Award-winning Author Talks About the Future From Some Place in Time
Washington — The past can be a comfortable and happy place to escape. But Nobel Prize-winning author and professor Toni Morrison warned an army of admirers not to linger there long.
“What is infinite, it appears, what is always imaginable, always subject to analysis, adventure and creation is past time,” said Morrison, who delivered the annual Jefferson Lecture in the Humanities at the John F. Kennedy Center for the Performing Arts.
The lectureship, which carries an honorarium of $10,000, is sponsored by the National Endowment for the Humanities.
“Time, it seems, has no future,” Morrison said. “That is, time no longer seems to be an endless stream through which the human species moves with confidence in its own increasing breadth or sweep or even the fascination of its past. … Twenty or 40 years into the 21st century appears to be all there is of the `real time’ available to our imagination,” said Morrison, whose 70-minute journey through time and back forced a packed audience at times to laugh with abandon and at other times to wince and murmur under the weight of gloomy discourse.
“Seen through the selectively sifted grains of past time, the future thins out, is dumbed down, limited to the duration of a 30-year Treasury bond,” she said. While the future may appear ephemeral it is time for humanity to abandon its reliance on the past. Not all history is treated or presented accurately, she said. She offered the 1960s as an example.
“Killing the ’60s, turning that decade into an aberration, an exotic malady ripe with excess, drugs and disobedience, is designed to bury its central features — emancipation, generosity, acute political awareness and a sense of shared and mutually responsible society,” said Morrison to one of the few bursts of applause.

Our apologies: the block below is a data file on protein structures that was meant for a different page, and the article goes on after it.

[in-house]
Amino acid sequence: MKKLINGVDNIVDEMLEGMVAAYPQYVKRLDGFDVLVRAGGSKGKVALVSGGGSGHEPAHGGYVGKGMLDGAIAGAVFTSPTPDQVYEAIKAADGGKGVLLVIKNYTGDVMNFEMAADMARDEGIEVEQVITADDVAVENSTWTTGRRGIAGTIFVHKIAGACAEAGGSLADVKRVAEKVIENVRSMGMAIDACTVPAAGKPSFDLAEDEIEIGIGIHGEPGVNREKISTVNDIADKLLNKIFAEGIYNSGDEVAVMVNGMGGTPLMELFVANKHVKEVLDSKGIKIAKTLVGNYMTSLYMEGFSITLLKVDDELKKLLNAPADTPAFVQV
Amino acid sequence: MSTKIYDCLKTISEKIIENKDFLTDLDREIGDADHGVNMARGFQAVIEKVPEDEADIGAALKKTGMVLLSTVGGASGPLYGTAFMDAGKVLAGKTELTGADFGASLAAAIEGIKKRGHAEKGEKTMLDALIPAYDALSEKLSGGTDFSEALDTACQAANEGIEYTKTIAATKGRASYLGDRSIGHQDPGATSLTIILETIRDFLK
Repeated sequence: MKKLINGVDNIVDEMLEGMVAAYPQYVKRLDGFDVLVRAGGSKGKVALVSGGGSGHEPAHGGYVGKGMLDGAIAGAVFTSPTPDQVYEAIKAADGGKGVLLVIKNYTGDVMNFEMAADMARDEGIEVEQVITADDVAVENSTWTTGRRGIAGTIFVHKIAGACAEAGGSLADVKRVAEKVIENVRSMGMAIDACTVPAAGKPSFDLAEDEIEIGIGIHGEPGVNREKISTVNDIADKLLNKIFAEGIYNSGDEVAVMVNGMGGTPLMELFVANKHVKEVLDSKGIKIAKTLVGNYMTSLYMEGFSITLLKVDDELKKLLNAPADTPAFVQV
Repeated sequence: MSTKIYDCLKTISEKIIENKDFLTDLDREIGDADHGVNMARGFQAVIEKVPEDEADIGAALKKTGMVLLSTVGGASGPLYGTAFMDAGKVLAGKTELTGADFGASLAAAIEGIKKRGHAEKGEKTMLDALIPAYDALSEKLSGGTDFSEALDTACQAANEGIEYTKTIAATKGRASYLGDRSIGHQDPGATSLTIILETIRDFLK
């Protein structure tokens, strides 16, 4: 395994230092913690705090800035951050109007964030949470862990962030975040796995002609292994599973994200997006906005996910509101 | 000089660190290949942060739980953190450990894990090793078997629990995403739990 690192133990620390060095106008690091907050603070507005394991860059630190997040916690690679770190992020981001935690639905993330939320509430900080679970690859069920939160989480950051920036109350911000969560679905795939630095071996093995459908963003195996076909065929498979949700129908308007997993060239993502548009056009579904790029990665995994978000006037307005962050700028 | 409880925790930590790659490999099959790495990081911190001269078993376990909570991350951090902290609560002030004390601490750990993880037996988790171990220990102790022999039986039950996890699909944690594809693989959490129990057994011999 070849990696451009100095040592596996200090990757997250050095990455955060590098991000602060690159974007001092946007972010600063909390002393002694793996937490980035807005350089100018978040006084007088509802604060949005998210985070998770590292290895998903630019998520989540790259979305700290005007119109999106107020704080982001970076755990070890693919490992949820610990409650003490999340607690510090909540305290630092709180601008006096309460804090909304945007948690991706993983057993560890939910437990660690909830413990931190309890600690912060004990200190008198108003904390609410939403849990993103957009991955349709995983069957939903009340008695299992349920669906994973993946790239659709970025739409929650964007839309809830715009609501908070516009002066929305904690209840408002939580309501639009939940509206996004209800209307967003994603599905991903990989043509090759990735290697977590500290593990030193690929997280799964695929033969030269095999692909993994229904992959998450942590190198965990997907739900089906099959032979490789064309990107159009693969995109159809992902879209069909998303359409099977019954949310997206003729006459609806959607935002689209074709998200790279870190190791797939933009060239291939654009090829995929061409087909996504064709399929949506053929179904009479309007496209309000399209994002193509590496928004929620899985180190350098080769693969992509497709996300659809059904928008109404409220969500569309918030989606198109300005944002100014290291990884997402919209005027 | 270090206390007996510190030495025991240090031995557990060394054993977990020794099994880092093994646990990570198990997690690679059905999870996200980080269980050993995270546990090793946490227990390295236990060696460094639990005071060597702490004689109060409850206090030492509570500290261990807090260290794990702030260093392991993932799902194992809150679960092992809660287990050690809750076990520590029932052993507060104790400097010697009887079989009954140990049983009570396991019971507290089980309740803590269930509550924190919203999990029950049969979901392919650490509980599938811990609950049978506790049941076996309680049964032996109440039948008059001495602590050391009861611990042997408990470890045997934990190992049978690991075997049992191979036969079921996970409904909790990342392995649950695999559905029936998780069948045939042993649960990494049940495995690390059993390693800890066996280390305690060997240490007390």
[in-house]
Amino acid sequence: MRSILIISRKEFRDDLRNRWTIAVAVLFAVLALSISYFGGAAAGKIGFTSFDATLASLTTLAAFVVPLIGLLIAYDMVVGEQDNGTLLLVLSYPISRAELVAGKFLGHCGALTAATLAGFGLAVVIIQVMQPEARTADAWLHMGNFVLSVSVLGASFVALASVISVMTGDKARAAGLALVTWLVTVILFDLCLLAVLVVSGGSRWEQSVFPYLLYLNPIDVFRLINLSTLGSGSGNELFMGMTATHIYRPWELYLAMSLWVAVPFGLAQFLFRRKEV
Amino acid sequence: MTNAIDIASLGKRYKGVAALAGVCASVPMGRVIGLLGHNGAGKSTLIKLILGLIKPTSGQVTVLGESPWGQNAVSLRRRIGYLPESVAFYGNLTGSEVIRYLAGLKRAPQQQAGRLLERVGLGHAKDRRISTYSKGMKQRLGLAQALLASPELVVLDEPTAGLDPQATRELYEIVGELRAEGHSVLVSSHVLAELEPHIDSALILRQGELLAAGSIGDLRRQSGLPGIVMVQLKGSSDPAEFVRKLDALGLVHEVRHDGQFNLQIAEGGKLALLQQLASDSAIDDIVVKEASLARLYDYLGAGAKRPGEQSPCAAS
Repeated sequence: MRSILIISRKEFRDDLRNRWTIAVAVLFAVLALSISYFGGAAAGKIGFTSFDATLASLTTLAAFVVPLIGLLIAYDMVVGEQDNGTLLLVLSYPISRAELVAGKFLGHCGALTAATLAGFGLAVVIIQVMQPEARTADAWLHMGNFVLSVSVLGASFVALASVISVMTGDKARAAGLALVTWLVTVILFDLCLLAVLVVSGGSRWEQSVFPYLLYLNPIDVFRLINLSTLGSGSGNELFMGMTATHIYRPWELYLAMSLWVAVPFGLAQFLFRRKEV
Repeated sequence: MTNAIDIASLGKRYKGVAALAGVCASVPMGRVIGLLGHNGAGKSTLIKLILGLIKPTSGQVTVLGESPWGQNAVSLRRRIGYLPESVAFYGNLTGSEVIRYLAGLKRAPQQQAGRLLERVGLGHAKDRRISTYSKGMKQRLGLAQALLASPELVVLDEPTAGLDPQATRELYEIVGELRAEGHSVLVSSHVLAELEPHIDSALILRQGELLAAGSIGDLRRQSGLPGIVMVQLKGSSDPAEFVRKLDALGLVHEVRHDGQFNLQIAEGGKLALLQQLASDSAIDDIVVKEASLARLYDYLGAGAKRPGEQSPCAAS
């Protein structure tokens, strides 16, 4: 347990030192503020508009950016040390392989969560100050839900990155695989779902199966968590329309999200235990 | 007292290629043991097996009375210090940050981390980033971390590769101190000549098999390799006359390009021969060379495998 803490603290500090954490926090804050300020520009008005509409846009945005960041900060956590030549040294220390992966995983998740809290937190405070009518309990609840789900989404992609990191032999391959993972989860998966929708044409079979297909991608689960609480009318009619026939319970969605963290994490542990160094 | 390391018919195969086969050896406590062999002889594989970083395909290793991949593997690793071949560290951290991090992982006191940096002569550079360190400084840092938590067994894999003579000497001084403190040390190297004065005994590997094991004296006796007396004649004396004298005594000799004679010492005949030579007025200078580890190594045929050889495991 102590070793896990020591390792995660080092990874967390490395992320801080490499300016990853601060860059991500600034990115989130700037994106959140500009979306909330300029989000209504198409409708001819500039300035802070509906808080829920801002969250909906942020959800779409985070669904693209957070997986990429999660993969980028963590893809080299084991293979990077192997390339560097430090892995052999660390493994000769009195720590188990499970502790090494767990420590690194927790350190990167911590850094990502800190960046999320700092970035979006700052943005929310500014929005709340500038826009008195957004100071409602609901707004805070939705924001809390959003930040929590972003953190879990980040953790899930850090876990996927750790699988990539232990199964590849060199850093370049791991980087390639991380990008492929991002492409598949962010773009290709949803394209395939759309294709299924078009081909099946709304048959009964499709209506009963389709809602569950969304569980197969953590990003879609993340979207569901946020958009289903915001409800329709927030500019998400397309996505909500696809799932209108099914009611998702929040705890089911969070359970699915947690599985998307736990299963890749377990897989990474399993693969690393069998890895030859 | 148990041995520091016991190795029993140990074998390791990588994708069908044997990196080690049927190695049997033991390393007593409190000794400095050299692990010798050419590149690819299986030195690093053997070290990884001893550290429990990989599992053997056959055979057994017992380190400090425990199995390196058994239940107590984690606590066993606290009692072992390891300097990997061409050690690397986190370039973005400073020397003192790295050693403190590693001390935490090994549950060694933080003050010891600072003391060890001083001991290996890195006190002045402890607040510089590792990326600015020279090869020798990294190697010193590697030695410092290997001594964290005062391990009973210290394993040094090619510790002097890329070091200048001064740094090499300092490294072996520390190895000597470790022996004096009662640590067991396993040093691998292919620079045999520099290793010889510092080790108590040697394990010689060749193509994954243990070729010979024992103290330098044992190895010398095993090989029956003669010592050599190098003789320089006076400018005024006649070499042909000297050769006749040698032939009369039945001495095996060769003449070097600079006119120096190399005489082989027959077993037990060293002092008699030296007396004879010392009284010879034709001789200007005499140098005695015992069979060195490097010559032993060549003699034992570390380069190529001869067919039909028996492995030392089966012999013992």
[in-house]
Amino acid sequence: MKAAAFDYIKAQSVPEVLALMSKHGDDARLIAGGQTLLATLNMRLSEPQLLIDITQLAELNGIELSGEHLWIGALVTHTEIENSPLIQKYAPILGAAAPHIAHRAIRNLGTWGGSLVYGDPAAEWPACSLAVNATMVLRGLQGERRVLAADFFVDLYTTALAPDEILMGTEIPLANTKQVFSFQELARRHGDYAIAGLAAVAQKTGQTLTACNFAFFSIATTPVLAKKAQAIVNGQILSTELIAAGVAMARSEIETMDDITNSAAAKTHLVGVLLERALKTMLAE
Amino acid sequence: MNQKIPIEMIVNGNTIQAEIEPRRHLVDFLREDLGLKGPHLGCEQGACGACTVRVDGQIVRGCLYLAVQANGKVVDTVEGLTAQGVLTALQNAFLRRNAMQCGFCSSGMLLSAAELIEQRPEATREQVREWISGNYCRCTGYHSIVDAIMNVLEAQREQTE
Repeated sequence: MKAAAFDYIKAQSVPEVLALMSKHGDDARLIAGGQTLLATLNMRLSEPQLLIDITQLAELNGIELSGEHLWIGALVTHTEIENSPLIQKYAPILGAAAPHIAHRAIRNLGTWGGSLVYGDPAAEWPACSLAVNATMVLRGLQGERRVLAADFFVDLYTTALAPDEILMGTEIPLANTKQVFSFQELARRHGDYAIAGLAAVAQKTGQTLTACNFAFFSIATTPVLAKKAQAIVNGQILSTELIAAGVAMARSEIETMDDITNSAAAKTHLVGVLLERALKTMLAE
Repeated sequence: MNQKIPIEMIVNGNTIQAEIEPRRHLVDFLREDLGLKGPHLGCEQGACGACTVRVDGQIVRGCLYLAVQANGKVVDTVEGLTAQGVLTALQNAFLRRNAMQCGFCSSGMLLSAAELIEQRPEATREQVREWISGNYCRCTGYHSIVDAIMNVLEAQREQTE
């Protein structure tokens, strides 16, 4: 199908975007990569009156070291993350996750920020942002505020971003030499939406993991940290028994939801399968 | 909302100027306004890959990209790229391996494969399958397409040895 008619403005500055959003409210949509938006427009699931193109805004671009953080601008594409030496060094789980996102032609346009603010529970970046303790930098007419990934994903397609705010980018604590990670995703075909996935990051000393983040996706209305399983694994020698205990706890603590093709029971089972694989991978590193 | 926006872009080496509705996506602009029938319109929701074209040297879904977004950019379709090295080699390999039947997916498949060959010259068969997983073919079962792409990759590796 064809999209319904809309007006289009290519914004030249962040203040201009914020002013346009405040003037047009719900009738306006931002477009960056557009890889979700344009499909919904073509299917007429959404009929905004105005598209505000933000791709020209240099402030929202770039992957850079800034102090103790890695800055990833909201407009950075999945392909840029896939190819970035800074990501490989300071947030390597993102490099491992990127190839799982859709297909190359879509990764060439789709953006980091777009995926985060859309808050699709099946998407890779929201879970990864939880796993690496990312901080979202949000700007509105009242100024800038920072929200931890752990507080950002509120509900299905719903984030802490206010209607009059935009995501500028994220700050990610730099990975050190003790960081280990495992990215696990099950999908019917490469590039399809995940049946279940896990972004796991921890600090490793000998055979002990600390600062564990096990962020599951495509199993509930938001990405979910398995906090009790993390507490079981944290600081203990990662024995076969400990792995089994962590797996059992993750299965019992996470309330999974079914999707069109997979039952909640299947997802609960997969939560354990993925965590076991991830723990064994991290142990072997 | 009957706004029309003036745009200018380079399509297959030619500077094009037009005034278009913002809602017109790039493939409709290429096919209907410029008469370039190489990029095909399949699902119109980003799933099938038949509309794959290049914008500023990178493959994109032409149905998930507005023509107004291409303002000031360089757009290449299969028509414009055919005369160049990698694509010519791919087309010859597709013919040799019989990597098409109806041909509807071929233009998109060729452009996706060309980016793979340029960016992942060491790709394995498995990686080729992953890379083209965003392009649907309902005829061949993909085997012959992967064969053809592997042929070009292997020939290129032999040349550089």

But don’t be misled, said the author. “Current discourse isn’t fixated on the past and indifferent to the future. In the present, the social and natural sciences are offering promising glimpses and even warnings into a future filled with possibilities.”
Morrison titled her lecture “The Future of Time: Literature and Diminished Expectations.”
She said that there are “scientific applications to erase hunger, annihilate pain … communications technology is already making sure that virtually everyone on earth can `interact’ with each other and be entertained.”
When Morrison, a native of Lorain, OH, arrived here to deliver her lecture, she was returning to a familiar place. She earned a bachelor’s degree from Howard University in 1953 and later assumed a professorship at the campus for six years. As Morrison was introduced, Howard supporters scattered throughout the Kennedy Center Concert Hall welcomed her home with warm applause and cheers.
After leaving Howard, Morrison spent two decades at Random House as one of the highest-ranking people of color in publishing.
She won the 1993 Nobel Prize for Literature and her “Song of Solomon” won the National Book Critics Circle award in 1977. “Beloved” won the Pulitzer Prize in 1988.
Since 1989, Morrison has been a humanities professor at Princeton University.
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